Resources on a Remote Desktop Session Host Server
In a Remote Desktop Services environment, multiple users can log on simultaneously to a single Remote Desktop Session Host (RD Session Host) server (formerly known as a terminal server). Consequently, the users are sharing the hardware and software resources of the server, which can create the following areas of contention:
- CPU time. Each user has a desktop environment and can run whatever applications are available to that desktop. However, all applications run by all users are contending for the central CPU resources available on the RD Session Host server. If one user runs a poorly written, CPU-intensive application, other users might experience a visible loss of performance.
- Disk access. Users contend for access to applications and related program files. In addition, users contend for disk accesses by the server operating system, such as loading DLLs or swapping memory between the paging file and physical memory.
- Random Access Memory (RAM). Each application run by every user is contending for the RAM resources available on the RD Session Host server. If one user runs a memory-intensive application, other users might experience a loss of performance.
- Network access. Network access is essential in a Remote Desktop Services environment because all desktop activity—graphical output and mouse/keyboard input—flows over the network links between the client desktop and the server. In addition, the users' applications running on the RD Session Host server contend for access to other network resources.
- Server hardware. Hardware components such as CD-ROMs, floppy disk drives, serial ports, and parallel ports are often server based, not client based. Sharing these traditionally nonshared components creates new considerations for users and for applications that access these hardware components. For more information, see Peripheral Hardware Guidelines.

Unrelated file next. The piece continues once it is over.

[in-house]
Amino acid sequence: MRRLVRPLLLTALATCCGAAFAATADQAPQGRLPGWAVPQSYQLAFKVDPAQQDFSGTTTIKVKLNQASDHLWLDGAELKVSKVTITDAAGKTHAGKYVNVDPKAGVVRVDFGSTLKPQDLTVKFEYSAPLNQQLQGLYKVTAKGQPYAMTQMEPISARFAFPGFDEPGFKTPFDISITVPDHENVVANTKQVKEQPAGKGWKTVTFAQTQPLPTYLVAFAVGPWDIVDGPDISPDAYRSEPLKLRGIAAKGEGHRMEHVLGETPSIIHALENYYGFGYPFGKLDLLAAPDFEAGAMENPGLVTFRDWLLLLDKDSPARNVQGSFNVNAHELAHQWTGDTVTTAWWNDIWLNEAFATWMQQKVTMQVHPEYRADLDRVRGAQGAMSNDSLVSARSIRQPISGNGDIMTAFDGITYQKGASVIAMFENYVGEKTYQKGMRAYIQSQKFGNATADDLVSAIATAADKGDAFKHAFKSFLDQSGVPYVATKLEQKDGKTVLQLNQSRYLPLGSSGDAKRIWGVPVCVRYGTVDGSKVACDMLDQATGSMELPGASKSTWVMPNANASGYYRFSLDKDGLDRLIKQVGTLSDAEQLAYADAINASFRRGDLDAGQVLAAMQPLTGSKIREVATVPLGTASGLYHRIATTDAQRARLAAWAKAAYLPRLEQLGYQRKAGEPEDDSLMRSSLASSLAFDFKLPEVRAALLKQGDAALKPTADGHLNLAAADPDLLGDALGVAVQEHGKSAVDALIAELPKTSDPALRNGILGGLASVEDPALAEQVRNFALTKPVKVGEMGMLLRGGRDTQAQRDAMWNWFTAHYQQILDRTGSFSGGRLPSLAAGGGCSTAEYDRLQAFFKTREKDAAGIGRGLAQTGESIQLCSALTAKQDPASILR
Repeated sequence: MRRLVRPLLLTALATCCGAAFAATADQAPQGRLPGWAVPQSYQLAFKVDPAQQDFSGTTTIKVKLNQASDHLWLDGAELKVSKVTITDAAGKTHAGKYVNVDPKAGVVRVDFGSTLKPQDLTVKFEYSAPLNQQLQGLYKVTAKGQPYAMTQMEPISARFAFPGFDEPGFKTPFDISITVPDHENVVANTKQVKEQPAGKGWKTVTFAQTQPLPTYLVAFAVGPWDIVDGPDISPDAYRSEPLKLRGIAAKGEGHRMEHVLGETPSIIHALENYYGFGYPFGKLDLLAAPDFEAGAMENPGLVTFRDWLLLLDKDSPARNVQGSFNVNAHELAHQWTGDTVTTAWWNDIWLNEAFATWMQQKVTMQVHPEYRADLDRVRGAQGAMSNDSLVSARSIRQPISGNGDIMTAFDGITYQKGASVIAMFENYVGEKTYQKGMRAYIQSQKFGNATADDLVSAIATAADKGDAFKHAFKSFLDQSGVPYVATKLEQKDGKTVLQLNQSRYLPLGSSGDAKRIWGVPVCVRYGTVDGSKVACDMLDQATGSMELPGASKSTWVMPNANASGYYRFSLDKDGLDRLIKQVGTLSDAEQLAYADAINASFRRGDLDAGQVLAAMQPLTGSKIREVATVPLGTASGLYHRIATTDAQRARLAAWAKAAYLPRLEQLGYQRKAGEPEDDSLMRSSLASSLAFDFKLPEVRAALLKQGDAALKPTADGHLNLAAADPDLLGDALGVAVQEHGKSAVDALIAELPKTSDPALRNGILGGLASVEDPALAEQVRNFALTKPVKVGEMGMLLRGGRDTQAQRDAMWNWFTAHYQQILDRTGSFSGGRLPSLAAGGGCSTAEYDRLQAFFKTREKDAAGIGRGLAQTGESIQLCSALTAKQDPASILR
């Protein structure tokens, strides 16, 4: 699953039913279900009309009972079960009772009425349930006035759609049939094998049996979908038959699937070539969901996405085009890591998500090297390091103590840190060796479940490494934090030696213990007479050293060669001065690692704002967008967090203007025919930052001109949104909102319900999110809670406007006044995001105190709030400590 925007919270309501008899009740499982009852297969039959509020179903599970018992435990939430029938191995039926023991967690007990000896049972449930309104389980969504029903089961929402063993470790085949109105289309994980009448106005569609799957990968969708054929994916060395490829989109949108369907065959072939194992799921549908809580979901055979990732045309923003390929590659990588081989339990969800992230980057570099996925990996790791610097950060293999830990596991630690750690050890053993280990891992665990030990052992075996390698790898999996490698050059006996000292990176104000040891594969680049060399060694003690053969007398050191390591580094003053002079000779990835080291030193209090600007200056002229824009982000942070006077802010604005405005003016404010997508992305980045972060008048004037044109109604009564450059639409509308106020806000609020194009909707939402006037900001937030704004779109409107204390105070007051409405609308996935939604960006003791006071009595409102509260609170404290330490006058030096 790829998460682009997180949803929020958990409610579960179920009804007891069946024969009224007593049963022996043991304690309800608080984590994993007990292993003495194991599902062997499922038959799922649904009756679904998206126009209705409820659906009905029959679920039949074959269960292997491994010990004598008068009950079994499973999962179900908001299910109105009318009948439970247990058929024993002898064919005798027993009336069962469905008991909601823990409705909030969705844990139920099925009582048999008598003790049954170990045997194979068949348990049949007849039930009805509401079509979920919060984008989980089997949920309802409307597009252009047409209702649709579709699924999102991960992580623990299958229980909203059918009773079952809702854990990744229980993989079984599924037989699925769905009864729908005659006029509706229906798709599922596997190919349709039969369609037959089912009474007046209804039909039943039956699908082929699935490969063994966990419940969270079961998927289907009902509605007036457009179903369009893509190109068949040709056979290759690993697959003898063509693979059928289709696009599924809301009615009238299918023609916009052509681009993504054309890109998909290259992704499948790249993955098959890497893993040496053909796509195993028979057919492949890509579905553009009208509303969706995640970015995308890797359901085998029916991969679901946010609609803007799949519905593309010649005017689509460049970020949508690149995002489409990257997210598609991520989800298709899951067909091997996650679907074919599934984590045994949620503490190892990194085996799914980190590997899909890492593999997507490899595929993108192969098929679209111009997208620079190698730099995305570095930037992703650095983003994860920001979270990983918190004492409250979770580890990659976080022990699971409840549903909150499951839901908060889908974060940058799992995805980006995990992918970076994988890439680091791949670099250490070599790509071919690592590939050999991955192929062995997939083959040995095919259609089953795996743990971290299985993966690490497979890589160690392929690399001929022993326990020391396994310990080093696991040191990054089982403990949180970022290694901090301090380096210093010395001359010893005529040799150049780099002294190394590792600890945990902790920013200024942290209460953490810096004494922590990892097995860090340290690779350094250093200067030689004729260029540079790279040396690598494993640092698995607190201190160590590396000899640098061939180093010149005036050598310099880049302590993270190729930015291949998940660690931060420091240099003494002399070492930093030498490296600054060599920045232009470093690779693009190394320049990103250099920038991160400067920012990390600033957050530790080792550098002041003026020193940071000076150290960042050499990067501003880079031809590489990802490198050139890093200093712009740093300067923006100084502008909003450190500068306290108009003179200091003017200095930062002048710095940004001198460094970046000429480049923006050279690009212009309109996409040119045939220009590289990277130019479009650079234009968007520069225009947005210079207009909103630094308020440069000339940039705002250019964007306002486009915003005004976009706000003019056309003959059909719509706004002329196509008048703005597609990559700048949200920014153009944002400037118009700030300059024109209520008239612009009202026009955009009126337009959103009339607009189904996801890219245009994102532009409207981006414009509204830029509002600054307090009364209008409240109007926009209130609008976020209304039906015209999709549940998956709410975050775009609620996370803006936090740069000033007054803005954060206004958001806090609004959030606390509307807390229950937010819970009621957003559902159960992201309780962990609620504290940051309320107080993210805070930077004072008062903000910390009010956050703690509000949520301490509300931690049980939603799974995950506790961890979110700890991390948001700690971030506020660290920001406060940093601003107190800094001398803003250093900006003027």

- Access to global objects and resources. In a Remote Desktop Services environment, users do not run individual copies of Windows—some of the core modules are cloned, but the remaining modules are shared among the users. Thus, users are competing for access to the registry, the paging file, system services, and other global objects and resources.
Many of the preceding points of contention can be mitigated by sizing the RD Session Host server with sufficient CPU, memory, and disk resources to handle the client demand. For example, a multiple processor configuration can maximize CPU availability. Memory availability can be maximized by installing extra physical memory (the increased memory limits for the Enterprise, Datacenter, or 64-bit editions of Windows Server can help). Finally, disk access performance can be maximized by configuring multiple channels and distributing your operating system and application loads across different physical drives. Properly configuring an RD Session Host server is a critical element of perceived application performance.
Although hardware sizing is an important part of creating a scalable Remote Desktop Services environment, the software considerations are equally important. In fact, fine-tuning an application often can do a lot to reduce resource competition and improve perceived application performance.
For more information about the Remote Desktop Services environment, see the following topics:
- Remote Desktop Services Programming Guidelines
- Detecting the Remote Desktop Services Environment
- Detecting Whether the Remote Desktop Services Role Is Installed
- Remote Desktop Services Sessions